We awoke this morning to the sounds of something scrapping and crunching along the sides of the ship. We opened our porthole and found that the sea was a soup of “bergy bits”. During the night we had made our way into Cierva Cove.
I quickly dressed and started off my day with a coffee in the bridge. There were only two other people there and enjoyed those few minutes of quiet, looking out at the mountains, glaciers and icebergs that surrounded us.
The zodiac tours were our first chance to get up close and personal with ice and I was instantly struck by how dynamic it all was! While I’m aware that glaciers flow, I guess I’ve never really stopped to think about the fluidity of ice in general. In no way were sitting and watching a stationary structure. First there were the currents and movements of the slush and bergy bits, moving and shifting through the bay. While the larger bergs appeared to be more stationary, they too were alive with the crackling of internal air bubbles popping under pressure, and it is this popping that leads to the circular holes that could be seen by the water line of many. Then there was the color! It ranged from your traditional white along a spectrum towards vibrant blues. Not what I was expecting at all!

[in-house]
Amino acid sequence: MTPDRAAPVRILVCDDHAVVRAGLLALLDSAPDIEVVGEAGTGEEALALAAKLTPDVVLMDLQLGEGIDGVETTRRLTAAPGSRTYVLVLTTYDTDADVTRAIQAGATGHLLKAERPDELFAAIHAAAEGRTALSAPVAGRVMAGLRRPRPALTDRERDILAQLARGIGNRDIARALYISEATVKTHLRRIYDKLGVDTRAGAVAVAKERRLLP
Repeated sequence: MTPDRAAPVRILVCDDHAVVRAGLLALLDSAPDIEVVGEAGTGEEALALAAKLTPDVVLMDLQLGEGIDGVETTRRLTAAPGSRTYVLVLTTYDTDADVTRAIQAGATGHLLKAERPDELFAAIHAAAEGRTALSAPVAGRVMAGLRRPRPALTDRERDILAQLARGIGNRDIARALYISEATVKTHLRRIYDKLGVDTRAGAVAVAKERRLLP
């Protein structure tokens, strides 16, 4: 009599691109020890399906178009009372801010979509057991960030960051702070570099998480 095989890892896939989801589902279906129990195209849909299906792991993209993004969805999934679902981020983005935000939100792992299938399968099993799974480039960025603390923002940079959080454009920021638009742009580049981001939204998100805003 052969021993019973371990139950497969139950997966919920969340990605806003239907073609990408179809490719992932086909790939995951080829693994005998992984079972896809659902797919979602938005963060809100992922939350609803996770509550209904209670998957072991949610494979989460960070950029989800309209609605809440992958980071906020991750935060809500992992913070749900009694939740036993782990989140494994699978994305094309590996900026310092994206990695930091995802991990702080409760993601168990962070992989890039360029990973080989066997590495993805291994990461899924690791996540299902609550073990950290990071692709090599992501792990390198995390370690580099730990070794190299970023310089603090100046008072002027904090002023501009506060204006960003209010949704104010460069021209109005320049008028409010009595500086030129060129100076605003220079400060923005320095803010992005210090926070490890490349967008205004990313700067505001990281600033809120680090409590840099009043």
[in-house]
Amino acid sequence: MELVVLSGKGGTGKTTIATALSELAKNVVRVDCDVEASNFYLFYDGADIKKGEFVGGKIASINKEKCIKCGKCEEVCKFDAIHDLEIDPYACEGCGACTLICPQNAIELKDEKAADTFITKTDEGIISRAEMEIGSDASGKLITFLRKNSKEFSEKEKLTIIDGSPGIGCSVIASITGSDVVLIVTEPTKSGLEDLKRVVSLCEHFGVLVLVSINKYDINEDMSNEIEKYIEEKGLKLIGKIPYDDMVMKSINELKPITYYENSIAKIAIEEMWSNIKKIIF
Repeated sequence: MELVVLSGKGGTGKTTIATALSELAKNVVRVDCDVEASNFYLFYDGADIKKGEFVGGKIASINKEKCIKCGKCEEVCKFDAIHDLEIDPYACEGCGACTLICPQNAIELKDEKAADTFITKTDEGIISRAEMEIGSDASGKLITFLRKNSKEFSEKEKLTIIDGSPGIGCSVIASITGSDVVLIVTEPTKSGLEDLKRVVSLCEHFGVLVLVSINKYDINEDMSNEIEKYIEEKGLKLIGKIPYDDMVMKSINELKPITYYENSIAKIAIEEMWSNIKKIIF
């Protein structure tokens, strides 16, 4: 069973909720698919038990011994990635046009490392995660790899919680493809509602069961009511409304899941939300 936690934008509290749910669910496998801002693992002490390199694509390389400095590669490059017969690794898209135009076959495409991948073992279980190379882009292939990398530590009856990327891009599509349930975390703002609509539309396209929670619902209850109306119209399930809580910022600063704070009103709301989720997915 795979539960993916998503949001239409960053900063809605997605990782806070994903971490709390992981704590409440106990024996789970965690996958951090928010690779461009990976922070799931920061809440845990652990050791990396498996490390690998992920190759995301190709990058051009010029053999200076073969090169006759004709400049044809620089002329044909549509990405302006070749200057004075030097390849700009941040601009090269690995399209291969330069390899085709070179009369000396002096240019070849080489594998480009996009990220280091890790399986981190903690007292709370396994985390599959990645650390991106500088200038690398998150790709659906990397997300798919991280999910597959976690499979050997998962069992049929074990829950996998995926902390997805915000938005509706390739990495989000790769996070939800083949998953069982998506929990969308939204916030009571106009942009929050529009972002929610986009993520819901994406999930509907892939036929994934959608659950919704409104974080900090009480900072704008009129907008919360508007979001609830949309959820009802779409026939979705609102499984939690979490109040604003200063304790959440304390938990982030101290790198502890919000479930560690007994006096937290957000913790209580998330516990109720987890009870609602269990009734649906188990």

We arrived at Enterprise Island, and found that the conditions were too choppy for our original plan of kayaking so instead we went out on zodiacs again. It was definitely a wet and wild ride, especially towards the end, but it was worth it for the view of the shipwreck.
Orne Harbor held our first Gentoo penguin colony and marks are official first steps on the peninsula (it’s all been islands prior to now). I chose the hike option which was a mile 1000 feet up to the top of Spigot Peak. It was nice to have to work a bit to get to the top and was rewarded with spectacular vistas, including Antarctica’s version of a summer sunset (that said, it’s 1:15am and it’s still fairly bright outside and sunrise is scheduled for 2:15). Other people chose not to go all the way to the top and instead sat by the “penguin highways” watching them go to and from the rookery and the ocean. The best part though was definitely the ride down. Again, bag strapped to the chest, head first and on my back is the best way to get down a hill in Antarctica!